Growing Up Southern: An Introduction

This article originally appeared in Southern Exposure Vol. 8 No. 3, "Growing Up Southern." Find more from that issue here.

“Growing Up Southern” . . . The words evoke a tide of images, both bitter and sweet: overalls and organdy, hot green fields, cool brown creeks, Grandma’s front porch, lengthy and complicated family connections, Mama’s fried chicken and biscuits and Grand-daddy’s cane syrup, “colored” water fountains and “white” ones, church, chores, Dixie, and hot dark dangerous summer nights. Today’s Southern children get their biscuits as often from Hardee’s as from Mama. On Saturday afternoons they’re as likely to cool off in the local shopping mall as in a shady spring-fed swimming hole. But Grandma and grandpa and Uncle Joe and Cudn Elaine still loom large in the lives of many Southern kids, just as they did in ours. The hard work many children still do isn’t likely to be acknowledged by their elders; “colored” and “white” labels are less blatant, but they still constrict the futures of the generation’s Southern children. “Growing Up Southern” explores the continuities and the chasms between the lives of Southern children today and in the past. 

As is our tradition at Southern Exposure, we’ve chosen whenever possible to let our subjects speak for themselves. The rising interest in oral history has served us well here. Mrs. Mamie Garvin Fields — at 92, our oldest living narrator — tells of a proud tradition of self-education and resistance to the Jim Crow laws in a black Charleston family around the turn of the century. In “Mill Village Memories,” we hear of the security and the home-made backyard fun which small children enjoyed in a pre-World War I mill town; we see also how these same youngsters knocked their heads against the ceiling of constricted opportunity as they entered the 12-hour-a-day world of mill work, as young as six or eight years old. “We all worked, and we got what we could,” says Sara Brooks, the daughter of a black Alabama free-holder, speaking of her childhood on the farm during the 1920s. “Everything that we ate mostly we raised it ourselves.” Again and again, our older narrators (black and white) talk about their hard work, the close family ties, the importance of church and community, the treasured simple pleasures, the limitations and the self-sufficiency which they remember as part of Southern childhood the way it used to be. 

We had to work harder to find ways to let today’s Southern youngsters speak for themselves. Few kids write lengthy memoirs; few have oral historians standing at their elbows with tape recorders and eager questions. In “Our Town,” however, elementary school children talk to their interviewer/friend/teacher Nathalie Andrews about the places and people of their close-knit urban-Appalachian neighborhood in Louisville, Kentucky. Alma Blount photographed and interviewed a gang of teenagers at their late-night hangout in back of a large shopping mall, revealing a stereotypical alienation, but also a strong and collective culture. The students in Sea Chest — a cultural journalism project of the Cape Hatteras School on North Carolina’s Outer Banks — usually do the interviewing themselves; here, along with an interview of an old fisherman, the students turn their lenses on their own lives. Their stories demonstrate that although life has changed in many ways for young people on the Outer Banks (getting stoned on the beach now takes precedence over the hay rides the old fisherman remembers), hard work on fishing boats is an experience many kids there still share with their elders.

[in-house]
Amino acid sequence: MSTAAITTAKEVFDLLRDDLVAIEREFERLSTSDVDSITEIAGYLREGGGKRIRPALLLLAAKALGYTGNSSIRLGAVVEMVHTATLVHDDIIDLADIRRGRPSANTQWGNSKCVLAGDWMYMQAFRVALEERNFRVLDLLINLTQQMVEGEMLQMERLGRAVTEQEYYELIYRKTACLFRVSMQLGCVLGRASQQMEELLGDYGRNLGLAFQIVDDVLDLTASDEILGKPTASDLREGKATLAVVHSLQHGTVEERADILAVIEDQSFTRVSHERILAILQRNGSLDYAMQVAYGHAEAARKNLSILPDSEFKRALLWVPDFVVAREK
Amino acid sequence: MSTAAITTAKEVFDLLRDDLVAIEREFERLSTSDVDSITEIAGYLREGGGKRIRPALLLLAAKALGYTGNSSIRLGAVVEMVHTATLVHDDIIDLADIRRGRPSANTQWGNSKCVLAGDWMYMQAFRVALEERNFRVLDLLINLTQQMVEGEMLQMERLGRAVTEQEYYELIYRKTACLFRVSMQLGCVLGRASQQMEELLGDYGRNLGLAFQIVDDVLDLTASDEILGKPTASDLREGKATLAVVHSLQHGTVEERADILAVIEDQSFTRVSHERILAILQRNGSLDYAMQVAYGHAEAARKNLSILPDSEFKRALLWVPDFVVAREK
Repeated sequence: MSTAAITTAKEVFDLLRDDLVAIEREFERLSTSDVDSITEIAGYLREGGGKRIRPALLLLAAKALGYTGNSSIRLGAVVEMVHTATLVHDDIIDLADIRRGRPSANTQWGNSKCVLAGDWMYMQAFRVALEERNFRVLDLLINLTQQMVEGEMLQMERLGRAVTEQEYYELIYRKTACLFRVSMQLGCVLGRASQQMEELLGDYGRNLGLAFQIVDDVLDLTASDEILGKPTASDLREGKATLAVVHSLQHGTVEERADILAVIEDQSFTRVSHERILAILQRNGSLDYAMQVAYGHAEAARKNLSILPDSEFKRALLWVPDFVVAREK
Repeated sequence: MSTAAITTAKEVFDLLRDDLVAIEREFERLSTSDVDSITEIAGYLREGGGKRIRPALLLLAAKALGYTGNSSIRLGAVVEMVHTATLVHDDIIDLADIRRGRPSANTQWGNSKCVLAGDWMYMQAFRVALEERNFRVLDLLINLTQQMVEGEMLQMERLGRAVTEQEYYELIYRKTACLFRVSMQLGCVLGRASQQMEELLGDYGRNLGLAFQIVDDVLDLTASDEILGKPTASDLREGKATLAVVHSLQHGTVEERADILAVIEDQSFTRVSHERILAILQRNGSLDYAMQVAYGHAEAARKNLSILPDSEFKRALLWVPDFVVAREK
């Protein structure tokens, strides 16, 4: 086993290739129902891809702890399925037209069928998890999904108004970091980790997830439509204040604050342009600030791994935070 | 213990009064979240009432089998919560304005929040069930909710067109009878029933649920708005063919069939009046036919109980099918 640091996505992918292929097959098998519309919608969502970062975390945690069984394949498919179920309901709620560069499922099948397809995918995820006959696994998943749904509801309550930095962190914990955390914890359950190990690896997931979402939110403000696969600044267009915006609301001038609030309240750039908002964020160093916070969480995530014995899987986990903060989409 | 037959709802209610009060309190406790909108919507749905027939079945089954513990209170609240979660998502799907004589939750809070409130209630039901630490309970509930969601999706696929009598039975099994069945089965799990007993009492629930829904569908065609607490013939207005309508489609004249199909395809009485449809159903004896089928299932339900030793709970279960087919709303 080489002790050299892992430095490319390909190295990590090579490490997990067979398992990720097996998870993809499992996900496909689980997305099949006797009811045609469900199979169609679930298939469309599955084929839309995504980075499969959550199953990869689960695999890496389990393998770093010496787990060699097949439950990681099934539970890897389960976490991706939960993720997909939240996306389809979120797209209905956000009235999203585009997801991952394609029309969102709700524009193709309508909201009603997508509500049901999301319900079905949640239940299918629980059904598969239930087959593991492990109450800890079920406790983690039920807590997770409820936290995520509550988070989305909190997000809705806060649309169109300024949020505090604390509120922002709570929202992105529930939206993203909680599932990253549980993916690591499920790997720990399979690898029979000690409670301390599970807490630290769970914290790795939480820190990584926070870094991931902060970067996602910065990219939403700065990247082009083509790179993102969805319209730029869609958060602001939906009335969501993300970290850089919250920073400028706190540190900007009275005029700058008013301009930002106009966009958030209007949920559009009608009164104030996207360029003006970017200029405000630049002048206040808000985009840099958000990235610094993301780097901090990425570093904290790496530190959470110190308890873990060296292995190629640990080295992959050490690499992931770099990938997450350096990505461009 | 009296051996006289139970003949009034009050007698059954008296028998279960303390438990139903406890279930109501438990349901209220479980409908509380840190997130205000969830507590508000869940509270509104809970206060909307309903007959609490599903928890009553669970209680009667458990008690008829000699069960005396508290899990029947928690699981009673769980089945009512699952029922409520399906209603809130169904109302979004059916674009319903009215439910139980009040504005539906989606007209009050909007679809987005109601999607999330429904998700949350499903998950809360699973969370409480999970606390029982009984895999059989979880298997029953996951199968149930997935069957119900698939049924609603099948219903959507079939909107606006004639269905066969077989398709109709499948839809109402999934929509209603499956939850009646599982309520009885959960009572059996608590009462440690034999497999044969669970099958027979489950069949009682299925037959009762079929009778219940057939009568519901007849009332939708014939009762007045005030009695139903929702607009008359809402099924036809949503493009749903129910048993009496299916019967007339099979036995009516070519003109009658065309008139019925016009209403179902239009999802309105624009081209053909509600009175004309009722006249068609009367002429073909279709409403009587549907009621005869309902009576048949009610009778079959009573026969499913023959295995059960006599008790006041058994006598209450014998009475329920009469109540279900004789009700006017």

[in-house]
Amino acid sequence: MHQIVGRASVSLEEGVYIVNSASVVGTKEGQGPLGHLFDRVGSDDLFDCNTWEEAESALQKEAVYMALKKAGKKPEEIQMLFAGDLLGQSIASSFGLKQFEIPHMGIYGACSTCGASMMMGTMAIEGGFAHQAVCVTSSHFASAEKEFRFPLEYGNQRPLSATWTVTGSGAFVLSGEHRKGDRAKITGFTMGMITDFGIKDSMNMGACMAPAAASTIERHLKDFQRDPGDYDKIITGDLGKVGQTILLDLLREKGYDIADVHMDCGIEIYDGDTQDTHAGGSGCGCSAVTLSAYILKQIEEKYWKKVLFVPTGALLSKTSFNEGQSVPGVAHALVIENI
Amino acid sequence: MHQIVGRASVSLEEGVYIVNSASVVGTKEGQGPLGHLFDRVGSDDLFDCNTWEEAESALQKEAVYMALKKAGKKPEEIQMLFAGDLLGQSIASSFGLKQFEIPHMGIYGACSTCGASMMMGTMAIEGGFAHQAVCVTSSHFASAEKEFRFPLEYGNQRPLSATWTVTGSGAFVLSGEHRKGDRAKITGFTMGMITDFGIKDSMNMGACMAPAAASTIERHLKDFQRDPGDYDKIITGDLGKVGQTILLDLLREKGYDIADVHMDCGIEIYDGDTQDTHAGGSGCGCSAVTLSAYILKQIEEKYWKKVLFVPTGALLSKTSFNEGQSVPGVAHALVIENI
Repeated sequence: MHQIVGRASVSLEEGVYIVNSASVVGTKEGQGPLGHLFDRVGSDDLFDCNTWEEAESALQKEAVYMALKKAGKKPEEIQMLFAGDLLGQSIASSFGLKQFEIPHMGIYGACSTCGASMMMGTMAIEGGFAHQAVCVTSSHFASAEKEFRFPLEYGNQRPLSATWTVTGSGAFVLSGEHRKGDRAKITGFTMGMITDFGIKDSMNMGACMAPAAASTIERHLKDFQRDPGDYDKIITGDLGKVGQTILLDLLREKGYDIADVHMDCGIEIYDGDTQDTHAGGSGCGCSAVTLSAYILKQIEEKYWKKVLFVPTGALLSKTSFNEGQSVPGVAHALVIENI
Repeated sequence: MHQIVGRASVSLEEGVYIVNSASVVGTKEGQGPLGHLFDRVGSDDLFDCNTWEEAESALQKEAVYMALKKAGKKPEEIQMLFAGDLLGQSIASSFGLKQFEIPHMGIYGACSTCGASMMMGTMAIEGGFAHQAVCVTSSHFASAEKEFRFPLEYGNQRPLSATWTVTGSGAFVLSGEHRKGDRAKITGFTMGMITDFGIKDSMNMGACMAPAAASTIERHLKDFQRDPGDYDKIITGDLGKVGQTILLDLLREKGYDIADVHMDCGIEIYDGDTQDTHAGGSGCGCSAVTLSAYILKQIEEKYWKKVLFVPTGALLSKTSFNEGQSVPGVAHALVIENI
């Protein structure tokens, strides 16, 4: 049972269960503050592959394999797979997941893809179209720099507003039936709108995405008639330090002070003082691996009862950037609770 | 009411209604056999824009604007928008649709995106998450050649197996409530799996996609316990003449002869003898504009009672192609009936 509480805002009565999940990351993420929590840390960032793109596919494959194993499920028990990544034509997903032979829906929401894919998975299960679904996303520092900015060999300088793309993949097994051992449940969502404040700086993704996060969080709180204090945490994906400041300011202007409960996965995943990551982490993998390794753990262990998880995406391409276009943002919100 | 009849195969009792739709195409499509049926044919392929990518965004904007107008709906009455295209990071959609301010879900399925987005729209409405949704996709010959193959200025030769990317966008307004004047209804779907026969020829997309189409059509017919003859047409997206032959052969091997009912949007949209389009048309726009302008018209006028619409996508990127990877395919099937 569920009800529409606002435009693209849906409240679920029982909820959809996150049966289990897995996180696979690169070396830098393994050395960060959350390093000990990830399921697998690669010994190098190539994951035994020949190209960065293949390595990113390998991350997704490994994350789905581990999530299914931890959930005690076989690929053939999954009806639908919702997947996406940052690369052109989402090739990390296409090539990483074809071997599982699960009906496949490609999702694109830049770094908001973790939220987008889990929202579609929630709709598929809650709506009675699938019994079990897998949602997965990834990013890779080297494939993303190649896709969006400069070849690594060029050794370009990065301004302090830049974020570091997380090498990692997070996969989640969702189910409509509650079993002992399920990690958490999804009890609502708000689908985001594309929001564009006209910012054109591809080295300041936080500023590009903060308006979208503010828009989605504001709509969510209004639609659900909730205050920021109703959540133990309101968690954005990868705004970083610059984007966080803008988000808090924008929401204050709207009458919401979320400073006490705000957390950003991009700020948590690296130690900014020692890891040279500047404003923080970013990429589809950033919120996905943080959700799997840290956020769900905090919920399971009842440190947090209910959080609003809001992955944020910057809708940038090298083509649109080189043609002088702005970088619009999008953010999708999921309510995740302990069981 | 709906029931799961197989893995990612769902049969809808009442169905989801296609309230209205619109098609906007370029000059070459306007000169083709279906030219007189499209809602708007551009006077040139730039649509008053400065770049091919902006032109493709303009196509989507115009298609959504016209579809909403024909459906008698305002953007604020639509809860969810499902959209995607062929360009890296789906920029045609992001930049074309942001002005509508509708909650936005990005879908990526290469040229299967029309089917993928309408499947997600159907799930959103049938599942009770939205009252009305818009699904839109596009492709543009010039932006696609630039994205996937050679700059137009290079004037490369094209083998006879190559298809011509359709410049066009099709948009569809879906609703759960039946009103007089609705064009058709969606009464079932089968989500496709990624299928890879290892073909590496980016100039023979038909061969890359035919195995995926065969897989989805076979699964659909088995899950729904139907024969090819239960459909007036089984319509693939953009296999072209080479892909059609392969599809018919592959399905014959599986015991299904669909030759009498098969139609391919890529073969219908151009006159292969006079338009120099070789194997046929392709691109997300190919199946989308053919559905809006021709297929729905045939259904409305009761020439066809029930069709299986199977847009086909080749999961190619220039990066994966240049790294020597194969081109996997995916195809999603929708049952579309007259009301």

As our statistical profile of Southern children shows, poverty also links all too many contemporary Southern kids and their grandparents. Adapted from a study by the Southern Growth Policies Board, “Childhood in Numbers” demonstrates how relatively low overall family incomes and high poverty rates in the region affect the education and health of children. 

Traditionally, Southerners have — for good reasons and bad — resisted government control over their lives, and especially over their children’s lives. Public schools took hold in many parts of the South later than in other regions of the country; desegregation of public schools has been the bitterest battle in the South since the Civil War. Mainly because of their poverty, more children in the South are ironically caught up in the most extreme example of direct government control over families and children which exists in the United States: the gigantic and inefficient foster-care system which Lanier Rand Holt and Jennifer Miller describe in “How Permanency Planning Came to North Carolina.” Besides the horror stories of thousands of children lost in foster-care “drift,” the article shows the system’s inherent biases against poor families, and how these biases reappear in new forms among the middle-class reformers now seeking to ensure a permanent home for each child in state custody.